Officials said one possible reason for the surge could have been the trend for releasing Chinese lanterns, which appear like floating lights in the sky.

Many sightings were made in the summer months by people out walking their dogs, having barbecues and, in one case, relaxing in a hot tub.

Defense News

Turkey, US cooperate on aid to Syrian rebels

Turkey and the United States have intensified political and military dialogue for strategic planning to smoothly deliver U.S. weapons to the Free Syria Army (FSA), following Washington’s decision to supply military assistance to the Syrian rebels in their fight against the Bashar al-Assad’s army, the Hürriyet Daily News has learned.

On the political level, Foreign Minister Ahmet Davutoğlu and Secretary of State John Kerry exchanged two phone calls, one on Saturday and the other late Wednesday, to discuss recent developments in Syria on the eve of a crucial core group meeting of the Friends of the Syrian People on Saturday in Doha. Kerry and Davutoğlu are also expected to hold a tête-à-tête meeting in Doha, in their first encounter since relations between the two allies were strained over the Gezi Park protests.

On the military-intelligence level, technical experts from the two countries are in intense talks to explore the best ways for the delivery of American weaponry to the FSA. Some representatives of the rebels have also been present in these meetings.

One of the most likely potential routes for the transportation of this weaponry into Syria is through Turkey, which has a long border with its southern neighbor, diplomatic sources said. Syria’s northern parts are under the FSA’s control and Turkey has stood as the best logistical center for the Syrian opposition since the turmoil broke in the country in 2011.
The Kerry-Davutoğlu phone conversation late Wednesday mainly addressed developments in Syria, following Washington’s policy change regarding arms supplies to the FSA.

No-fly zone on the agenda of Doha

“After this change of policy, they sure want to be in close coordination with us,” a Turkish Foreign Ministry official told the HDN. “The change in the U.S. position has impacts on the ground and at the political level. Just after Washington declared this change in their policy, 73 senior Syrian army officials -including some four-star generals – defected to Turkey,” the official said.
Davutoğlu is now expected to hold bilateral meetings with some of his counterparts in Doha, including with John Kerry.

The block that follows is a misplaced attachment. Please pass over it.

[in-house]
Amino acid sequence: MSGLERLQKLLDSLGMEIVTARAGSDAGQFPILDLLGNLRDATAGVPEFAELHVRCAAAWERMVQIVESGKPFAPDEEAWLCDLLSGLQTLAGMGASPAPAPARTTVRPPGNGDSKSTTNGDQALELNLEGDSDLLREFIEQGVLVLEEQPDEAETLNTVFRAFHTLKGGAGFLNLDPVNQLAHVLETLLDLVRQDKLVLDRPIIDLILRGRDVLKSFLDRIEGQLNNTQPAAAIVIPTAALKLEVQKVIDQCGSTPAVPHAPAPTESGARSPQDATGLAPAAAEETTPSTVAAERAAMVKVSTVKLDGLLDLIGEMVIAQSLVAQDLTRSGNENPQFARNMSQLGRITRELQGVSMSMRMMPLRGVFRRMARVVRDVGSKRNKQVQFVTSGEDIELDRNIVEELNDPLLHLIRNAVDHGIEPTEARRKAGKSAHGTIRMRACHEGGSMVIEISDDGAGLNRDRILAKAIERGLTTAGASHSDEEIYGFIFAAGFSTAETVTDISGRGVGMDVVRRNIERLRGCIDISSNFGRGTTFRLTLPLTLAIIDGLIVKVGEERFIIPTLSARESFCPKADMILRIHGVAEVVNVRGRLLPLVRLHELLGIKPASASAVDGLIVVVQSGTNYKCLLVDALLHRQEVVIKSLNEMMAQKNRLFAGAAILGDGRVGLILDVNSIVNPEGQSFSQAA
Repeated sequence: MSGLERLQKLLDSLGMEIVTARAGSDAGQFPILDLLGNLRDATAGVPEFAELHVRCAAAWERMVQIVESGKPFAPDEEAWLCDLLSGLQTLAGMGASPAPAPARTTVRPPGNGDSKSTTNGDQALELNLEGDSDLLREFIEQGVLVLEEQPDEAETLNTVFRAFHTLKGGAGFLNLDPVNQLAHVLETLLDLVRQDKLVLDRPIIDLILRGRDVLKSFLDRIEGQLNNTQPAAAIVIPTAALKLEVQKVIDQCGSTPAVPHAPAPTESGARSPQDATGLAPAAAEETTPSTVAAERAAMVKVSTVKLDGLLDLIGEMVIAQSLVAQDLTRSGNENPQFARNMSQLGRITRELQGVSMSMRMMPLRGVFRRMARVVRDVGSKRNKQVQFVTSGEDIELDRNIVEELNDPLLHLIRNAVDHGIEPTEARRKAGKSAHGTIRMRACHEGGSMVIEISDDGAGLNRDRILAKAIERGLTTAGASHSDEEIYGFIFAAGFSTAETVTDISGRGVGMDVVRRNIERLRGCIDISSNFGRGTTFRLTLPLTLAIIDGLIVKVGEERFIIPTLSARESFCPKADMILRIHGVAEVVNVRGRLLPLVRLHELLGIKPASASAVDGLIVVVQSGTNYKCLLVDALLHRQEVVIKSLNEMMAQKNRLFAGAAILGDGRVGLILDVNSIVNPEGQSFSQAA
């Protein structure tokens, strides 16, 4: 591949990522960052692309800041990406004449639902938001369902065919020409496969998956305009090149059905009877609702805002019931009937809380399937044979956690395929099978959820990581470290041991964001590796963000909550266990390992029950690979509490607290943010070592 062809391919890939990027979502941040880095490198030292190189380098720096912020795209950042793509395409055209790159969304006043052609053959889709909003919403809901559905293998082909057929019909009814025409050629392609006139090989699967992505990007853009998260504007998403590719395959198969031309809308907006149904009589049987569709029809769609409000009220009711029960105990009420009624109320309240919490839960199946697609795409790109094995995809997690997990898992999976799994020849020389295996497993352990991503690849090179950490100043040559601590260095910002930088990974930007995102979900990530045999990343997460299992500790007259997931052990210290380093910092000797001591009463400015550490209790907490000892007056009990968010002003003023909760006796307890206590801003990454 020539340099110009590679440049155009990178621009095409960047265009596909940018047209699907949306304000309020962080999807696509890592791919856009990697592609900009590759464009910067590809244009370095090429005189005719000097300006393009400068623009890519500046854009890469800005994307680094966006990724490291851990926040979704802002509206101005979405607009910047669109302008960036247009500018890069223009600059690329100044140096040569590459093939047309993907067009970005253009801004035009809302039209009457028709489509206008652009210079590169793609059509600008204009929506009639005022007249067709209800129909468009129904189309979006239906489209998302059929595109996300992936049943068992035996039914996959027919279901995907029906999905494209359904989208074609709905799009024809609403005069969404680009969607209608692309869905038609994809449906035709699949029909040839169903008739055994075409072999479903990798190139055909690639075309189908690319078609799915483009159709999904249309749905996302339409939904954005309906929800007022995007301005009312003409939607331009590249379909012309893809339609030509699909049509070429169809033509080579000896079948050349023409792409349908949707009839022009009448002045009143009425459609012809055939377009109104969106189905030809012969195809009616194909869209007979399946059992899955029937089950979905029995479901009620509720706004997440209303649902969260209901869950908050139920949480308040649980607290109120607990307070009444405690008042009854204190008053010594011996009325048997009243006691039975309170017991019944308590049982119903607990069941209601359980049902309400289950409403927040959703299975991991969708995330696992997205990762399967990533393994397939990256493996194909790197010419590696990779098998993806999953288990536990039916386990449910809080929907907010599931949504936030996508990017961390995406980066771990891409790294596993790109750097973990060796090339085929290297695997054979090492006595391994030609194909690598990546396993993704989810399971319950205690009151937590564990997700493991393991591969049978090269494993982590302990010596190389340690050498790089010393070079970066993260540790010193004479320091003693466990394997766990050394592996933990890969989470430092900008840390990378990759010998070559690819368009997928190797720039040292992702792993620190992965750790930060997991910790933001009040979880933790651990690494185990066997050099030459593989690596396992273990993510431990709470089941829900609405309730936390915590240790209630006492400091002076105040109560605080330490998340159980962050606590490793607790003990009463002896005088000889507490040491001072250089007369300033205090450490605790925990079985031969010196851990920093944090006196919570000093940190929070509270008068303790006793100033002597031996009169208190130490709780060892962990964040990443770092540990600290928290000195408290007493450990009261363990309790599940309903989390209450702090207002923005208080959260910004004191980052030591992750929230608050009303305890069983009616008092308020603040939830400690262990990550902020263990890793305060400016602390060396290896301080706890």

The Doha meeting of 11 foreign ministers of the core group of the Friends of the Syrian People follows recent Syrian regime successes, which intensified its attacks to re-take control of the northern town of Aleppo, the country’s economic capital. The conference follows a high-level meeting in Ankara last week between the Friends of Syria, during which FSA commander Salim İdriss discussed the provision of military aid, including heavy weapons, according to Reuters.

“We will discuss everything, including the implementation of a no-fly zone over Syria,” Foreign Minister Davutoğlu said in an interview with private broadcaster TGRT late on Wednesday. The use of chemical weapons, which has been proven by the Turkish and U.S. governments, will also be discussed, while participant countries will explore how to swiftly provide aid to the opposition groups.

Aleppo is key for the FSA and Turkey

The regime’s success on the ground is seen as an warning among the international community. Regime forces’ retaking of critical passage point Qusayir, and particularly its marching toward Aleppo, were important developments on the ground that could give hope to al-Assad that he is winning the fight.
“The message we convey to the core group countries is that it’s time to give more support to the opposition. Al-Assad should not be brought to the point where he is winning the victory militarily. Because in this case, he would never approach us for a political solution,” the Turkish official stressed. Al-Assad’s achievements on the ground would make prospects for the 2nd Geneva meeting almost meaningless, Ankara believes.

Keeping the control of Aleppo is very significant not only for the FSA, but also for Turkey, which is concerned about a massive refugee influx from this town of 3 million people. An increase in the number of refugees fleeing Aleppo has recently been observed, as the total number of Syrians seeking asylum in Turkey has reached 205,000.

HDN

Turkey Picks Saab To Mentor National Fighter Program

Turkey has selected  Saab to help shape its plans to design, develop and manufacture its first national fighter jet.